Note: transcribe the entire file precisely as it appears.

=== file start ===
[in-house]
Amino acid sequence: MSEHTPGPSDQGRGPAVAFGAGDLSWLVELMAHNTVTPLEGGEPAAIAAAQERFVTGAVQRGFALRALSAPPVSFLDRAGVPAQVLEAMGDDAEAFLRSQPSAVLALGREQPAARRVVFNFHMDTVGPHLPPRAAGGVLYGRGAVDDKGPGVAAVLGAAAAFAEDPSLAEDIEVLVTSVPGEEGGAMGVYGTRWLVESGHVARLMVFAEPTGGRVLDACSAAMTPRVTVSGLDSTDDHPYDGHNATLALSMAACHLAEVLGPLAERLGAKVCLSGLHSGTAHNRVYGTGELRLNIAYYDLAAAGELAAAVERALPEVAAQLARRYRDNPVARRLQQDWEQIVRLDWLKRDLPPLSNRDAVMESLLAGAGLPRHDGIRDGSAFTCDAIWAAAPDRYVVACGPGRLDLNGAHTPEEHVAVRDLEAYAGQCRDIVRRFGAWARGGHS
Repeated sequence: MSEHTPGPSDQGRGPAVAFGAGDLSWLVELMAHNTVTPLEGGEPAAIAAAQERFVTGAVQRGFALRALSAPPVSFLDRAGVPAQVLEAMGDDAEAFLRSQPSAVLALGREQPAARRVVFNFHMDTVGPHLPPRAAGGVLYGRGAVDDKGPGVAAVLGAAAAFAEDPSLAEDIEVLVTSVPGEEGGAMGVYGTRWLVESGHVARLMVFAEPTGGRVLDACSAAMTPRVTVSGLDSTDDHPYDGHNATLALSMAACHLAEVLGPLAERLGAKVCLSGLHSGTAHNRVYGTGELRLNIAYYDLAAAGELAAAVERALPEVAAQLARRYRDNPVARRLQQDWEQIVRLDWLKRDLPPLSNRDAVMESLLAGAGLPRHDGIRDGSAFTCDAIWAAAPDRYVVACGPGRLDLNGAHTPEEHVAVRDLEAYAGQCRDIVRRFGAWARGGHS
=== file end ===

[in-house]
Amino acid sequence: MSEHTPGPSDQGRGPAVAFGAGDLSWLVELMAHNTVTPLEGGEPAAIAAAQERFVTGAVQRGFALRALSAPPVSFLDRAGVPAQVLEAMGDDAEAFLRSQPSAVLALGREQPAARRVVFNFHMDTVGPHLPPRAAGGVLYGRGAVDDKGPGVAAVLGAAAAFAEDPSLAEDIEVLVTSVPGEEGGAMGVYGTRWLVESGHVARLMVFAEPTGGRVLDACSAAMTPRVTVSGLDSTDDHPYDGHNATLALSMAACHLAEVLGPLAERLGAKVCLSGLHSGTAHNRVYGTGELRLNIAYYDLAAAGELAAAVERALPEVAAQLARRYRDNPVARRLQQDWEQIVRLDWLKRDLPPLSNRDAVMESLLAGAGLPRHDGIRDGSAFTCDAIWAAAPDRYVVACGPGRLDLNGAHTPEEHVAVRDLEAYAGQCRDIVRRFGAWARGGHS
Repeated sequence: MSEHTPGPSDQGRGPAVAFGAGDLSWLVELMAHNTVTPLEGGEPAAIAAAQERFVTGAVQRGFALRALSAPPVSFLDRAGVPAQVLEAMGDDAEAFLRSQPSAVLALGREQPAARRVVFNFHMDTVGPHLPPRAAGGVLYGRGAVDDKGPGVAAVLGAAAAFAEDPSLAEDIEVLVTSVPGEEGGAMGVYGTRWLVESGHVARLMVFAEPTGGRVLDACSAAMTPRVTVSGLDSTDDHPYDGHNATLALSMAACHLAEVLGPLAERLGAKVCLSGLHSGTAHNRVYGTGELRLNIAYYDLAAAGELAAAVERALPEVAAQLARRYRDNPVARRLQQDWEQIVRLDWLKRDLPPLSNRDAVMESLLAGAGLPRHDGIRDGSAFTCDAIWAAAPDRYVVACGPGRLDLNGAHTPEEHVAVRDLEAYAGQCRDIVRRFGAWARGGHS